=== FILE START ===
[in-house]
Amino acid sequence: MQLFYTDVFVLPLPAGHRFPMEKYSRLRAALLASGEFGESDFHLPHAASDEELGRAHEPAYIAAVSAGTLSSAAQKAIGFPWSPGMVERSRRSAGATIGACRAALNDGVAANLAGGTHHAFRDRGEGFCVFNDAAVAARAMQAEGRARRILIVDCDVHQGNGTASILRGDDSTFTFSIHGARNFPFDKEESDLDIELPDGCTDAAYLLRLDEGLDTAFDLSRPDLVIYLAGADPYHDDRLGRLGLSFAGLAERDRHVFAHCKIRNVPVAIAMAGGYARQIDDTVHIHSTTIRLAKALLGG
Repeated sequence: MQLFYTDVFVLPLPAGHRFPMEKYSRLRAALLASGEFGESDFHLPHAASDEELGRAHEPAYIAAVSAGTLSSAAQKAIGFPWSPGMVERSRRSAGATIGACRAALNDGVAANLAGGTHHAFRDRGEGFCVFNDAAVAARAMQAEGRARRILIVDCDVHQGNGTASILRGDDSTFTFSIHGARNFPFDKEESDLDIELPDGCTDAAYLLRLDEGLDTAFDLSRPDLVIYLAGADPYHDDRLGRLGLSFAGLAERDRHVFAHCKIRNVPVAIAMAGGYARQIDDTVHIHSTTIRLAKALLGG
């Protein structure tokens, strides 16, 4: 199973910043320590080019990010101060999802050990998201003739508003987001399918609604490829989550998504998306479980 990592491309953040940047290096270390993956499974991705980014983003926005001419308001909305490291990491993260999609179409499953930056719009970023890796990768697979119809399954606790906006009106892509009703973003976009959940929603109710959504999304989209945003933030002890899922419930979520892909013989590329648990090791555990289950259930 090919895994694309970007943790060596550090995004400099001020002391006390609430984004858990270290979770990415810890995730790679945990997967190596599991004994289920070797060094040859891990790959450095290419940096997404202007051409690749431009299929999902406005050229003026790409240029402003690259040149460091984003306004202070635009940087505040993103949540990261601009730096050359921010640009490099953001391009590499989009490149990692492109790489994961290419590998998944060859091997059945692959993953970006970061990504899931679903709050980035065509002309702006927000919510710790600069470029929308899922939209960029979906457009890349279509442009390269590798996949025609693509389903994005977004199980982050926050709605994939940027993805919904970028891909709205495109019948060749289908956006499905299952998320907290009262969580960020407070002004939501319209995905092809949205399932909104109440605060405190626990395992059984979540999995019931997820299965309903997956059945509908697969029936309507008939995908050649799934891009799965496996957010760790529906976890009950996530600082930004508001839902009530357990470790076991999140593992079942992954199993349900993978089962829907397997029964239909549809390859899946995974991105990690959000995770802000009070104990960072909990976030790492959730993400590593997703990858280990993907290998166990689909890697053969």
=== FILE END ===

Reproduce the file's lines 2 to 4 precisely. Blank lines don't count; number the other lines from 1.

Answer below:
Amino acid sequence: MQLFYTDVFVLPLPAGHRFPMEKYSRLRAALLASGEFGESDFHLPHAASDEELGRAHEPAYIAAVSAGTLSSAAQKAIGFPWSPGMVERSRRSAGATIGACRAALNDGVAANLAGGTHHAFRDRGEGFCVFNDAAVAARAMQAEGRARRILIVDCDVHQGNGTASILRGDDSTFTFSIHGARNFPFDKEESDLDIELPDGCTDAAYLLRLDEGLDTAFDLSRPDLVIYLAGADPYHDDRLGRLGLSFAGLAERDRHVFAHCKIRNVPVAIAMAGGYARQIDDTVHIHSTTIRLAKALLGG
Repeated sequence: MQLFYTDVFVLPLPAGHRFPMEKYSRLRAALLASGEFGESDFHLPHAASDEELGRAHEPAYIAAVSAGTLSSAAQKAIGFPWSPGMVERSRRSAGATIGACRAALNDGVAANLAGGTHHAFRDRGEGFCVFNDAAVAARAMQAEGRARRILIVDCDVHQGNGTASILRGDDSTFTFSIHGARNFPFDKEESDLDIELPDGCTDAAYLLRLDEGLDTAFDLSRPDLVIYLAGADPYHDDRLGRLGLSFAGLAERDRHVFAHCKIRNVPVAIAMAGGYARQIDDTVHIHSTTIRLAKALLGG
């Protein structure tokens, strides 16, 4: 199973910043320590080019990010101060999802050990998201003739508003987001399918609604490829989550998504998306479980 990592491309953040940047290096270390993956499974991705980014983003926005001419308001909305490291990491993260999609179409499953930056719009970023890796990768697979119809399954606790906006009106892509009703973003976009959940929603109710959504999304989209945003933030002890899922419930979520892909013989590329648990090791555990289950259930 090919895994694309970007943790060596550090995004400099001020002391006390609430984004858990270290979770990415810890995730790679945990997967190596599991004994289920070797060094040859891990790959450095290419940096997404202007051409690749431009299929999902406005050229003026790409240029402003690259040149460091984003306004202070635009940087505040993103949540990261601009730096050359921010640009490099953001391009590499989009490149990692492109790489994961290419590998998944060859091997059945692959993953970006970061990504899931679903709050980035065509002309702006927000919510710790600069470029929308899922939209960029979906457009890349279509442009390269590798996949025609693509389903994005977004199980982050926050709605994939940027993805919904970028891909709205495109019948060749289908956006499905299952998320907290009262969580960020407070002004939501319209995905092809949205399932909104109440605060405190626990395992059984979540999995019931997820299965309903997956059945509908697969029936309507008939995908050649799934891009799965496996957010760790529906976890009950996530600082930004508001839902009530357990470790076991999140593992079942992954199993349900993978089962829907397997029964239909549809390859899946995974991105990690959000995770802000009070104990960072909990976030790492959730993400590593997703990858280990993907290998166990689909890697053969």